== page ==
Satria Sambijantoro, The Jakarta Post, Jakarta | Headlines | Thu, April 11 2013, 8:27 AM
The Investment Coordinating Board (BKPM) says it will propose a tax-reduction scheme for investors and companies that make an investment to promote research and development (R&D) and that provide capacity-building training to their workers.
Encouraging more companies to provide education and training for their employees would trigger the greater innovation needed for sustainable economic growth over the long term, BKPM chairman M. Chatib Basri said.
“Companies must be encouraged to promote innovation and capacity building because if those two things are missing, it means they are only concerned about short-term profits,” he told reporters in Jakarta on Wednesday.
Chatib urged companies operating here to follow in the footsteps of French cosmetics giant L’Oreal, as well as Japanese automakers Toyota and Daihatsu, all of which provided training and education for their Indonesian workers.
Tax incentives for companies that allotted more money for staff development and R&D were “justified”, as the companies were contributing to the development of Indonesia’s human resources, the BKPM chief added.
“For example, many [employee training centers] at the provincial level are making little progress because the provincial administrations do not have the funds to finance the system,” Chatib said. “So, why don’t we encourage the private sector to provide training programs instead? It’s a perfect solution.”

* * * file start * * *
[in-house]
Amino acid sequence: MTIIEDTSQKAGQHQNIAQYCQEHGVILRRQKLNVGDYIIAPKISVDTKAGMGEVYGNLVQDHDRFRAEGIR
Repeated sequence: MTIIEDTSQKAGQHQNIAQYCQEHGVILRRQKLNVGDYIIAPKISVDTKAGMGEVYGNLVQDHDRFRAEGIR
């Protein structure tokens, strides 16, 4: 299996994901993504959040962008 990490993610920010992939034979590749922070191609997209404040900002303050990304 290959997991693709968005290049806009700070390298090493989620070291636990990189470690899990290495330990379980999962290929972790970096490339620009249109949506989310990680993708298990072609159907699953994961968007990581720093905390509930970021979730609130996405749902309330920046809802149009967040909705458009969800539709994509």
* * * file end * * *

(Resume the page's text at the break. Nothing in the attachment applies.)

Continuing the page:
He also expressed his hope that the Finance Ministry, the fiscal authority responsible for issuing tax incentives, would respond positively to the suggestion.
Chatib is currently considered by many as the strongest contender to fill the position of finance minister, which will become vacant when the incumbent, Agus Martowardojo, officially moves to Bank Indonesia (BI) on May 23. Therefore, the tax-deductible scheme is likely to be one of his priorities, should he be appointed to take the helm at the ministry.
Meanwhile, economists say that the tax-deductible scheme will help Indonesia avoid the so-called middle-income trap — a situation in which an emerging economy experiences stagnating growth in its gross domestic product (GDP) due to decreasing productivity and a lack of innovation.
Indonesia’s economy expanded 6.23 percent last year — the second-highest growth rate behind China among the G20 group of economies. But observers fear that Indonesia will not be able to retain such robust economic growth
over the longer term as the country’s industries remain heavily dependent on cheap labor and natural resources.
“The implementation of the policy is necessary if we want to boost our competitiveness within ASEAN,” Bank Mandiri chief economist Destry Damayanti said on Wednesday. “Look at the industries in Thailand, Malaysia and the Philippines; they all possess technology and R&D systems that are more sophisticated than Indonesia’s.”
Without any policy breakthroughs to promote greater innovation and human resource development, Indonesia risked seeing its GDP expansion lose pace in the long run, she warned. “What we really need right now is a policy to boost labor productivity in order to make our current economic growth sustainable.”